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Monitoring InnoDB Performance with dbWatch – a Guide

Posted by Lukas Vileikis on Feb 22, 2021 10:22:00 AM

About the Author:

Lukas Vileikis is an ethical hacker and a frequent conference speaker.

Since 2014, Lukas has found and responsibly disclosed security flaws in some of the most visited websites in Lithuania.

He runs one of the biggest & fastest data breach search engines in the world - BreachDirectory.com, frequently speaks at conferences and blogs in multiple places including his blog over at lukasvileikis.com.

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Topics: database operations, sql server monitoring, sql monitoring tools, database monitoring, sqlmonitor, sqlperformance, sqlmanager

How can dbWatch assist you in solving MySQL Issues?

Posted by Lukas Vileikis on Feb 15, 2021 6:17:00 AM

About the Author:

Lukas Vileikis is an ethical hacker and a frequent conference speaker.

Since 2014, Lukas has found and responsibly disclosed security flaws in some of the most visited websites in Lithuania.

He runs one of the biggest & fastest data breach search engines in the world - BreachDirectory.com, frequently speaks at conferences and blogs in multiple places including his blog over at lukasvileikis.com.

 

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Topics: database operations, sql server monitoring, sql monitoring tools, database monitoring, sqlmonitor, sqlperformance, sqlmanager

From SQL Instance Management to Database Farm Management

Posted by Andreas Hope on Feb 8, 2021 8:24:00 AM

How is database farm management different from instance management? Why do you need it and when? That is what I will try to shed some light on in this blog. If you are responsible for a database farm, read on.

 

Managing instances – watching and tuning performance, handling incidents, and generally maintaining them has always been the DBA domain. DBAs are focused on the database server performance now. As the number of instances grows, you will need more DBAs to handle the job of keeping all instances ship-shape daily. This is when you need to consider farm management as well.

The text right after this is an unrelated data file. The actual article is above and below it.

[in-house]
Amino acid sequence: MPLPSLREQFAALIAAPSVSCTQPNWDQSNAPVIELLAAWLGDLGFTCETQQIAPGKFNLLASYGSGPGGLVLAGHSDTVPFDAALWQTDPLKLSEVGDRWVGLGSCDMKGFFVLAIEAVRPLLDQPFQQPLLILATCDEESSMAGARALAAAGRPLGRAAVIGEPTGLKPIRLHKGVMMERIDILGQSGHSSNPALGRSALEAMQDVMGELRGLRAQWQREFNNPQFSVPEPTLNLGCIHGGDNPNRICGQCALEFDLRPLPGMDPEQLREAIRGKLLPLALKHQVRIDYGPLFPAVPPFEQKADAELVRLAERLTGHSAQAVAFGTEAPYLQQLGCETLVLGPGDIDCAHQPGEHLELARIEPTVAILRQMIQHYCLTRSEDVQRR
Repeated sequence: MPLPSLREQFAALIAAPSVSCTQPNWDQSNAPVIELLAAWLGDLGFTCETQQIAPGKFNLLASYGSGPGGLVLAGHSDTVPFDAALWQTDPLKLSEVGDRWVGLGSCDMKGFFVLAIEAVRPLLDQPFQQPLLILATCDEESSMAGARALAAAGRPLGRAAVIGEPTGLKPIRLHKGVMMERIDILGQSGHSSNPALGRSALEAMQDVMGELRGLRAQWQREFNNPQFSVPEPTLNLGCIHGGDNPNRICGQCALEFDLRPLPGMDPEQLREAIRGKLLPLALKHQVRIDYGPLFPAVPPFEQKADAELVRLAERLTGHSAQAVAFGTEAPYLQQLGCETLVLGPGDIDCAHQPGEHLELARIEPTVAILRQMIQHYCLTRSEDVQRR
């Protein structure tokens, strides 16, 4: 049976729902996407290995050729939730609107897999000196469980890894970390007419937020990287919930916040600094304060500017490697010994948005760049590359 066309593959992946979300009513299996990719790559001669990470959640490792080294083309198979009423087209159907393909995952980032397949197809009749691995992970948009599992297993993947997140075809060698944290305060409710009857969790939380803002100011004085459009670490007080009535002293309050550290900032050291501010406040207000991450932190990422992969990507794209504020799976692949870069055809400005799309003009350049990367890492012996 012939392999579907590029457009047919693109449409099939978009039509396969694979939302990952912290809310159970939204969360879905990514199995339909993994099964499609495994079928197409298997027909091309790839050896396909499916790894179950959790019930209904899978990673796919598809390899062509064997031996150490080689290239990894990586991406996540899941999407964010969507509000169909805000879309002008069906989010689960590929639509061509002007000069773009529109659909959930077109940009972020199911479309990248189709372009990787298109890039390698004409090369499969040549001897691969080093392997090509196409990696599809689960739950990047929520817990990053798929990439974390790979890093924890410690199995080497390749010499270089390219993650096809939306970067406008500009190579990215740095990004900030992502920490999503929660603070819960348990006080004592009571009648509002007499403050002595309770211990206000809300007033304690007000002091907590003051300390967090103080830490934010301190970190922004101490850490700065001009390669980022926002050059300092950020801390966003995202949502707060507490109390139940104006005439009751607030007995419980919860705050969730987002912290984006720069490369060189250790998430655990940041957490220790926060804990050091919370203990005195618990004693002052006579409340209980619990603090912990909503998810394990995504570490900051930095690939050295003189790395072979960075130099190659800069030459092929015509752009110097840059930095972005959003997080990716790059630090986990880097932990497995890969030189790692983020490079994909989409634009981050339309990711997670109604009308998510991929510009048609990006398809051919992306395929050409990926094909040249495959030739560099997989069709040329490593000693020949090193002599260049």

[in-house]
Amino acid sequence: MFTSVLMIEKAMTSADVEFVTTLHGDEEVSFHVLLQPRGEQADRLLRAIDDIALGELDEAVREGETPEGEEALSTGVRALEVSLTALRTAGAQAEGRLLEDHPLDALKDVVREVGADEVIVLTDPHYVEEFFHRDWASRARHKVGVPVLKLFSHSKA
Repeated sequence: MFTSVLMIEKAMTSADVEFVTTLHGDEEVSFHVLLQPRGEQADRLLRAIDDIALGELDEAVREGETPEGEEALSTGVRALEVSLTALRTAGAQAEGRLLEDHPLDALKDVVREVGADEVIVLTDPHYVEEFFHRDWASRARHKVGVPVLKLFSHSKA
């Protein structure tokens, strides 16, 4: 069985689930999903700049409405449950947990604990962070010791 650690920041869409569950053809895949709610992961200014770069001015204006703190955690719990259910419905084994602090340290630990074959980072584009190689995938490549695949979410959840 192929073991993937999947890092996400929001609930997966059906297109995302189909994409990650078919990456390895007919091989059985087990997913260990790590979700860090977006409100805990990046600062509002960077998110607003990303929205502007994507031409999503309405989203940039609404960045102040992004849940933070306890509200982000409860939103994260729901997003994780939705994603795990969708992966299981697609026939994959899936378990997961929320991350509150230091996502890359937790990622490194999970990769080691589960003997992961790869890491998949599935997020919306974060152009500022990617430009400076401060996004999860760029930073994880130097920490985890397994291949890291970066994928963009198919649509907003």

Managing the database server farm is about managing and optimizing resources, cost, risk and inventory, planning, forecasting, reporting, and budgeting. Database Farm Management is focused on the medium- and long-term future, so it is usually done by senior DBAs and IT operations managers.

As an analogy, think of the difference between database farm management and instance management as the difference between managing public transport in a large city with managing a formula one race car team. The former is concerned with moving as many people as possible on buses, trams, and trains in a cost-efficient manner, while the latter is concerned with making one or two cars win the race at almost any cost.

 

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Topics: database operations, sql server monitoring, sql monitoring tools, database monitoring, sqlmonitor, sqlperformance, sqlmanager

Learn how to discover all database instances available within your enterprise network

Posted by Chad Pabalan on Jan 26, 2021 6:16:59 AM

Problem 

You are hired for a new job as a Senior DBA but the previous DBA who just left the company didn't provide the complete documentation of the existing database instances. You need to get a full overview of all instances, retrieve and document all the database instances available within the enterprise network. How could you accomplish this task?